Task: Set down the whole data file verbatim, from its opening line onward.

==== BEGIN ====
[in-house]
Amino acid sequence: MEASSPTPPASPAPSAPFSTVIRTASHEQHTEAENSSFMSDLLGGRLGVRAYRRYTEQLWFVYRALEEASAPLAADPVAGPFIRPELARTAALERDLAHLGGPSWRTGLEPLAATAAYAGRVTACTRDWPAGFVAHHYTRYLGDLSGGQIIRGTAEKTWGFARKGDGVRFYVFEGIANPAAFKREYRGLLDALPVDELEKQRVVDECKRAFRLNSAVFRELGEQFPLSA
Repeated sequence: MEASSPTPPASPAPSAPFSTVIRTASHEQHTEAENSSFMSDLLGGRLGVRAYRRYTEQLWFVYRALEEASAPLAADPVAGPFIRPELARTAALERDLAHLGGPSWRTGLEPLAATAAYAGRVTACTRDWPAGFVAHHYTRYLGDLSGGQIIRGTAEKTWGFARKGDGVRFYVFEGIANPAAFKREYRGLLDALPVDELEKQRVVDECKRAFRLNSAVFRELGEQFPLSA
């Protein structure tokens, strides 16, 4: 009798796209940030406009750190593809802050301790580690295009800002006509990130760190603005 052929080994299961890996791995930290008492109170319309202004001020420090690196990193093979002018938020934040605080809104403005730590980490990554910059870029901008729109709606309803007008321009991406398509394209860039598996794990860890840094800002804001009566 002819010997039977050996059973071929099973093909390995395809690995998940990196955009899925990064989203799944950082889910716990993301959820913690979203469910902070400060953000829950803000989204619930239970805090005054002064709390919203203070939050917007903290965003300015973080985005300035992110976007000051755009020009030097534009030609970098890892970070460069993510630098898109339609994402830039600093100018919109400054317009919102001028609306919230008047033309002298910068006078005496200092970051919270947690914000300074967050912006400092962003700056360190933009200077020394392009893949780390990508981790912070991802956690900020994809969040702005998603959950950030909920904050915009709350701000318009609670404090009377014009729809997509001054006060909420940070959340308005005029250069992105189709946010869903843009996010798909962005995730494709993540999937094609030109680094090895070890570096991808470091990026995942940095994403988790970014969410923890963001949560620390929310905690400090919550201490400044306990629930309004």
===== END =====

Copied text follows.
[in-house]
Amino acid sequence: MEASSPTPPASPAPSAPFSTVIRTASHEQHTEAENSSFMSDLLGGRLGVRAYRRYTEQLWFVYRALEEASAPLAADPVAGPFIRPELARTAALERDLAHLGGPSWRTGLEPLAATAAYAGRVTACTRDWPAGFVAHHYTRYLGDLSGGQIIRGTAEKTWGFARKGDGVRFYVFEGIANPAAFKREYRGLLDALPVDELEKQRVVDECKRAFRLNSAVFRELGEQFPLSA
Repeated sequence: MEASSPTPPASPAPSAPFSTVIRTASHEQHTEAENSSFMSDLLGGRLGVRAYRRYTEQLWFVYRALEEASAPLAADPVAGPFIRPELARTAALERDLAHLGGPSWRTGLEPLAATAAYAGRVTACTRDWPAGFVAHHYTRYLGDLSGGQIIRGTAEKTWGFARKGDGVRFYVFEGIANPAAFKREYRGLLDALPVDELEKQRVVDECKRAFRLNSAVFRELGEQFPLSA
């Protein structure tokens, strides 16, 4: 009798796209940030406009750190593809802050301790580690295009800002006509990130760190603005 052929080994299961890996791995930290008492109170319309202004001020420090690196990193093979002018938020934040605080809104403005730590980490990554910059870029901008729109709606309803007008321009991406398509394209860039598996794990860890840094800002804001009566 002819010997039977050996059973071929099973093909390995395809690995998940990196955009899925990064989203799944950082889910716990993301959820913690979203469910902070400060953000829950803000989204619930239970805090005054002064709390919203203070939050917007903290965003300015973080985005300035992110976007000051755009020009030097534009030609970098890892970070460069993510630098898109339609994402830039600093100018919109400054317009919102001028609306919230008047033309002298910068006078005496200092970051919270947690914000300074967050912006400092962003700056360190933009200077020394392009893949780390990508981790912070991802956690900020994809969040702005998603959950950030909920904050915009709350701000318009609670404090009377014009729809997509001054006060909420940070959340308005005029250069992105189709946010869903843009996010798909962005995730494709993540999937094609030109680094090895070890570096991808470091990026995942940095994403988790970014969410923890963001949560620390929310905690400090919550201490400044306990629930309004």